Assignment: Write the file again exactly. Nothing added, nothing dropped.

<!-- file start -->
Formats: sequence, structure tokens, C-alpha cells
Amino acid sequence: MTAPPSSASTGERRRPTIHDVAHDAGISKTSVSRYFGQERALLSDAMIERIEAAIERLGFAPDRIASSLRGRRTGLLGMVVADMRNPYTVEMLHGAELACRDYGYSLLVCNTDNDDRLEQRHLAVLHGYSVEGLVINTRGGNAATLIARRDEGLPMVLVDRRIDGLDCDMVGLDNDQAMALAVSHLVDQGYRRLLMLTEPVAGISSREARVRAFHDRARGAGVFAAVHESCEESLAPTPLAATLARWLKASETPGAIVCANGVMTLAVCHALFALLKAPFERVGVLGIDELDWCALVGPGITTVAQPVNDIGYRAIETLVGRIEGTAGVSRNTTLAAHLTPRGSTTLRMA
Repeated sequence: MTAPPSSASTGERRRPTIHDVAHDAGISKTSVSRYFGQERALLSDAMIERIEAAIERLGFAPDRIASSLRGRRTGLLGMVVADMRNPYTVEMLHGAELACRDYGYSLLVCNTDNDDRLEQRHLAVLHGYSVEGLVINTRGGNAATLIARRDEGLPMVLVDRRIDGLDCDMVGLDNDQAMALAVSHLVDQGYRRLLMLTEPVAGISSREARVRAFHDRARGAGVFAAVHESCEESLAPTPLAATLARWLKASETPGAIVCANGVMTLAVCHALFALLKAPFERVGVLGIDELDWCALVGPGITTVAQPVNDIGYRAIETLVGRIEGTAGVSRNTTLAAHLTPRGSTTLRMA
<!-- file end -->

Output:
Formats: sequence, structure tokens, C-alpha cells
Amino acid sequence: MTAPPSSASTGERRRPTIHDVAHDAGISKTSVSRYFGQERALLSDAMIERIEAAIERLGFAPDRIASSLRGRRTGLLGMVVADMRNPYTVEMLHGAELACRDYGYSLLVCNTDNDDRLEQRHLAVLHGYSVEGLVINTRGGNAATLIARRDEGLPMVLVDRRIDGLDCDMVGLDNDQAMALAVSHLVDQGYRRLLMLTEPVAGISSREARVRAFHDRARGAGVFAAVHESCEESLAPTPLAATLARWLKASETPGAIVCANGVMTLAVCHALFALLKAPFERVGVLGIDELDWCALVGPGITTVAQPVNDIGYRAIETLVGRIEGTAGVSRNTTLAAHLTPRGSTTLRMA
Repeated sequence: MTAPPSSASTGERRRPTIHDVAHDAGISKTSVSRYFGQERALLSDAMIERIEAAIERLGFAPDRIASSLRGRRTGLLGMVVADMRNPYTVEMLHGAELACRDYGYSLLVCNTDNDDRLEQRHLAVLHGYSVEGLVINTRGGNAATLIARRDEGLPMVLVDRRIDGLDCDMVGLDNDQAMALAVSHLVDQGYRRLLMLTEPVAGISSREARVRAFHDRARGAGVFAAVHESCEESLAPTPLAATLARWLKASETPGAIVCANGVMTLAVCHALFALLKAPFERVGVLGIDELDWCALVGPGITTVAQPVNDIGYRAIETLVGRIEGTAGVSRNTTLAAHLTPRGSTTLRMA